pic: An old smokie on Isola Volcano and  looking back at the island as we left.

We left Volcano early in the morning and headed to Cefalu, managing to get a five hour sail, for which we were all gratefull and thoroughly enjoyed, even though it meant sailing south when we wanted to go south west.  The wind, as predicted, did come around to the north closer to the mainland, allowing us to sail more to our desired course.  The engine had to go on for the last part of the trip. 

Cefalu was another port that Peter and I had visited previously and were delighted to return to.  We had a lovely walk through the town, bought some nice local bread and biscuits, ending the evening with dinner at a local restaurant.  On our return to the Marina yacht JP2 was again tied up near us.  As the next day there was to be a ceremony in the Duomo with a visit of the toe of JP2 we guessed that this was one of the highlights of their journey!


pic: view from our table at the restaurant and inside the Duomo.

Wednesday morning we were en route to Palermo, a journey of 30 miles.  Unfortunately there was absolutely no wind so it was a motor sail all the way.  We set our course to avoid the Traffic Separation System (TSS) at the entrance to Palermo harbour (which meant crossing the whole bay before heading into the Marina).  When we arrived in the bay however there was no movement of shipping at all – not even a fishing boat! 

We were afforded a berth in the Marina Villa Igiea (Aquasanta) at a cost of E110 which included water and electricity.  We accepted the cost for one night but were sorely disappointed in the facilities.  Toilets and showers are a nightmare– lots of hot water but rust, saggy floors, green slime, no privacy all led to an Ugh! experience.  We managed to negotiate the local bus system and went to visit the Duomo (Cathedral) in Palermo with a walk around the various tourist attractions before heading back to the boat via the local supermarket. 

pic: Old Gate near the Cathedral

At our shopping stop we stopped to watch a Lidl bag full of shopping being hauled up to the third floor of the flats on a block and tackle.  This is something that is quite common around Sicily, however on this occasion things did not go to plan.  No sooner had John taken out his camera to capture the moment than the handle of the bag broke, sending the shopping crashing to the ground in a cacophony of sounds.  The resultant screeching, waving of hands and beating of chests had us feeling sorry for them but doubled over in laughter and beating a hasty retreat….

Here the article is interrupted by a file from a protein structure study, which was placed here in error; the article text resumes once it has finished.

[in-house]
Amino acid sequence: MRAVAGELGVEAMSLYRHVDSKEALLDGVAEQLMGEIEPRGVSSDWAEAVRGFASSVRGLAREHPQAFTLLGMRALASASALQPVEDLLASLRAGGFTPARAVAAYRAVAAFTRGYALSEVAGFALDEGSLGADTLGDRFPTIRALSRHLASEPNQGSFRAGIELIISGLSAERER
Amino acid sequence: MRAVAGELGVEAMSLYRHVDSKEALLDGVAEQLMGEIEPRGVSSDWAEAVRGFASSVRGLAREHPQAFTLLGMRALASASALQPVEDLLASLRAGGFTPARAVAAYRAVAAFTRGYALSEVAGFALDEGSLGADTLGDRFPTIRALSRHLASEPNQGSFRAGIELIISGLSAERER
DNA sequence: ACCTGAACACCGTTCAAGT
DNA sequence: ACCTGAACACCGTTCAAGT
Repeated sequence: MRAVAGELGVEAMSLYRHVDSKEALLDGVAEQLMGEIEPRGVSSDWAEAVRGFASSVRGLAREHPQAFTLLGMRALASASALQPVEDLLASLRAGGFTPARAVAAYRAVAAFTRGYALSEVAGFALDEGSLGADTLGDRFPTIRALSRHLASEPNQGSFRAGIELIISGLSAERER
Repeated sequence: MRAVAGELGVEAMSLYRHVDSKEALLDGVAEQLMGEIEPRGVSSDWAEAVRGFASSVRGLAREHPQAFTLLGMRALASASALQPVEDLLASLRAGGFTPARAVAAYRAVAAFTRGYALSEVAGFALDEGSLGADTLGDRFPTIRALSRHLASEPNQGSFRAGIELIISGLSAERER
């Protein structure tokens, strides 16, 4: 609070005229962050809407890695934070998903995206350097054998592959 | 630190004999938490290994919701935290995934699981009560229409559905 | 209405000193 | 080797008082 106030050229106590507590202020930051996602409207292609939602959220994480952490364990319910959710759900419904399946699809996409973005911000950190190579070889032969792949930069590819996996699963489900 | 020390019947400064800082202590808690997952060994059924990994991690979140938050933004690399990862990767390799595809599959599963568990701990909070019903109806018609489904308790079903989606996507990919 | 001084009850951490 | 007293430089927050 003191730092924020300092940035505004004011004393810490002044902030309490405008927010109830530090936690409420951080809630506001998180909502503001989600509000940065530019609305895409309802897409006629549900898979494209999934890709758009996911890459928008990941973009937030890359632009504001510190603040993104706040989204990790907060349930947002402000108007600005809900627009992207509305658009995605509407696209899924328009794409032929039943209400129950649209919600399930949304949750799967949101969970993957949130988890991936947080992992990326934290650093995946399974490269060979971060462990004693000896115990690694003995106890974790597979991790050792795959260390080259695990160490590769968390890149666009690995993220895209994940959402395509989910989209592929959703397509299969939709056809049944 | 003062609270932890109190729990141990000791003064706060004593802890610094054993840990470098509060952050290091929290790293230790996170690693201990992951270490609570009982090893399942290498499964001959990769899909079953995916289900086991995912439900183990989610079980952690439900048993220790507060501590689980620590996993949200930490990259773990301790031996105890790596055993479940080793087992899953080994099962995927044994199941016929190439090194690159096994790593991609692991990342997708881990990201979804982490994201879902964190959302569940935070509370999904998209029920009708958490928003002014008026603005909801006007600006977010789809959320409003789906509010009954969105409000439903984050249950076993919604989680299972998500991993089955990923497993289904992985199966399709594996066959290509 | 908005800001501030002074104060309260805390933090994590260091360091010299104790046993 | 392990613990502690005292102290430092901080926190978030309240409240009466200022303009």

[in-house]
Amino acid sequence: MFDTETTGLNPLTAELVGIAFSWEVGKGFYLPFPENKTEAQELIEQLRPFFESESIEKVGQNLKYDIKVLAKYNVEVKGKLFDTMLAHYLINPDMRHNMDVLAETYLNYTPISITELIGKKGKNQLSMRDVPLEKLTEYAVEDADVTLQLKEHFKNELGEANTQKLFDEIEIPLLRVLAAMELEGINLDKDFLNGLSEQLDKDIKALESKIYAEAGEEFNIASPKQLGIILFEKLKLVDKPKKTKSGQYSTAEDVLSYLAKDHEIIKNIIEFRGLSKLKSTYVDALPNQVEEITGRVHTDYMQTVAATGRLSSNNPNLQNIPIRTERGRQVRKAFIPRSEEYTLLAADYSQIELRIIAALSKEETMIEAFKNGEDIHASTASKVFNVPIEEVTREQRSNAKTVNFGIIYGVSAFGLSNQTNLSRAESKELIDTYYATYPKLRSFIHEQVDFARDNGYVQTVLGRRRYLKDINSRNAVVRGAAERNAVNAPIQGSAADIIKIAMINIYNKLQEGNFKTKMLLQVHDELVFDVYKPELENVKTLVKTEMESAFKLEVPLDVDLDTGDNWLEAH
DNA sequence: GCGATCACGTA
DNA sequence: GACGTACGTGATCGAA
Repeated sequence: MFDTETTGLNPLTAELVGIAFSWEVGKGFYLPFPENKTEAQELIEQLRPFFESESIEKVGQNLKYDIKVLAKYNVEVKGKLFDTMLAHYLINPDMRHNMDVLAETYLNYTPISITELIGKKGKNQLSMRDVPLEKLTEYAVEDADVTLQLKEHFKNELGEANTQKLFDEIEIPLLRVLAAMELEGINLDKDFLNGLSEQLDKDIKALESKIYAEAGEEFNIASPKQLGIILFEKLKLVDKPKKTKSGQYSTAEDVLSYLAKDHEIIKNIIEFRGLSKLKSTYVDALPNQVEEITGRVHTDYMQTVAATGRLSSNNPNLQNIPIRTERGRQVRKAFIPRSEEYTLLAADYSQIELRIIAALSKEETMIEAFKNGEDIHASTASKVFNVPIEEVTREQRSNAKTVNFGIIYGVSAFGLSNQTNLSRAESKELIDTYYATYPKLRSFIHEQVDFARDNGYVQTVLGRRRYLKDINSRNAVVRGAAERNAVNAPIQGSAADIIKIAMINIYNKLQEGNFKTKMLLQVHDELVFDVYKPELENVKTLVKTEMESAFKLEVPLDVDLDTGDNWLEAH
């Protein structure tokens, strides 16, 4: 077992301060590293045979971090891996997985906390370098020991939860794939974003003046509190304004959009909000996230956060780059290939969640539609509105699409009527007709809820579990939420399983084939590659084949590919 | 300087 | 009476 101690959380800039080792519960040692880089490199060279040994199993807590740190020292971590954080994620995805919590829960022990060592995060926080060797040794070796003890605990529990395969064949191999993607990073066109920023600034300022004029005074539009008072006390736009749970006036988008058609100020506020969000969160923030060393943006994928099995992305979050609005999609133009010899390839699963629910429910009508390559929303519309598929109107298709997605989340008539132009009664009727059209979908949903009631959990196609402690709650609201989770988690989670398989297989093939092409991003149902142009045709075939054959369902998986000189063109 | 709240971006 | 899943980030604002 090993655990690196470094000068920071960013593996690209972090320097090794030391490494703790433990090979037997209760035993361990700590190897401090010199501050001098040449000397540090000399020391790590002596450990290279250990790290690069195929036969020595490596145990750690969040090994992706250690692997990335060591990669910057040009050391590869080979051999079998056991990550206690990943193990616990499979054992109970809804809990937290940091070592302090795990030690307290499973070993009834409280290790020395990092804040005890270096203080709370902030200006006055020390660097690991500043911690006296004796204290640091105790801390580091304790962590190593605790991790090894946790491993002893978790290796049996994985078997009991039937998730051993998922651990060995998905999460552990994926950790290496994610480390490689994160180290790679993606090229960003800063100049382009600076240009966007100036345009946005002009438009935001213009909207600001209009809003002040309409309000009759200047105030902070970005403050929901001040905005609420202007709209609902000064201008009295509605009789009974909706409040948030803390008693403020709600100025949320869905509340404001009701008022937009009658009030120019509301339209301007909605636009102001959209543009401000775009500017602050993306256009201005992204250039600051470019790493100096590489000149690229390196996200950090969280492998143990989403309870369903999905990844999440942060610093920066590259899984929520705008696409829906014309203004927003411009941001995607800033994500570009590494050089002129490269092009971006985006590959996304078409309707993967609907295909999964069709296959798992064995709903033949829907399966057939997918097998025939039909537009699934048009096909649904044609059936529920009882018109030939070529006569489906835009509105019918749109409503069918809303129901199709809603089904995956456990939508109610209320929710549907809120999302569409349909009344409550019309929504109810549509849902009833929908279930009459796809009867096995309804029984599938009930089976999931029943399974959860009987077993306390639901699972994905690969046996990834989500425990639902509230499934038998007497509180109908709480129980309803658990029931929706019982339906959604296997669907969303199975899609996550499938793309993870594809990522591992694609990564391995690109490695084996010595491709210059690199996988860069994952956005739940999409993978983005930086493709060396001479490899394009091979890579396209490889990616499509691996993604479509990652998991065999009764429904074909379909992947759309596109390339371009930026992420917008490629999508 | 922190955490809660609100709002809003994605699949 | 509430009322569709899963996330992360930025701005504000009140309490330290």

From Palermo we headed west again to Castellammare del Golfo – a small but attractive town with a big welcome.  The Marinero came out to meet us outside the harbourin his ‘mini boat’ ,  guide us into a berth, tie us up and recommend various places to visit and eat.  We had a most enjoyable evening with a promenade along the Lungomare, to the Mother church, sampling the local wines and dinner in a waterfront restaurant. 

pic: Castellemmare del Golfo and evening view over the marina to the town

Arrival at Trapani, on the northwest corner of Sicily, was exciting with a sail all the way and a visit by  long finned Pilot Whales on our Starboard side. We approached the harbour on the Yankee sail only with a speed of 7.5 knots.  The best sail of the 2 weeks!  This was probably predictable as a huge front is moving our way and will keep us in Trapani for a few days.  We won’t mind though as the town has turned out to be very pleasant, friendly with some lovely places to see (Along with a wonderful Gelataria)! 

The marina (Marina Levante) couldn’t be better with the most helpful staff, an outdoor seating area, washing machine and easy access to town, transport etc.

pic: Trapani from the cable car

Saturday was spent visiting the medieval town of Erice on top of Mount St Guiliano and reached by a 3km journey by cable car up the 700 metres to the top.  The town is very pretty and well worth a visit with spectacular views all around – from the bay on the north and west to the mountains on the east and the flat land of fields and salt pans to the south.

pic: Medieval streets in Erice.

Our planned departure from Trapani was delayed due to Lorraine flying home or a couple of days to see an elderly relative.  We will now be departing Trapani around 24th May as a second weather front has moved in with high winds, rough seas and rain for the past 4 days.  Forecasts look to improve on Thursday although any wind will either be in our face or non existent.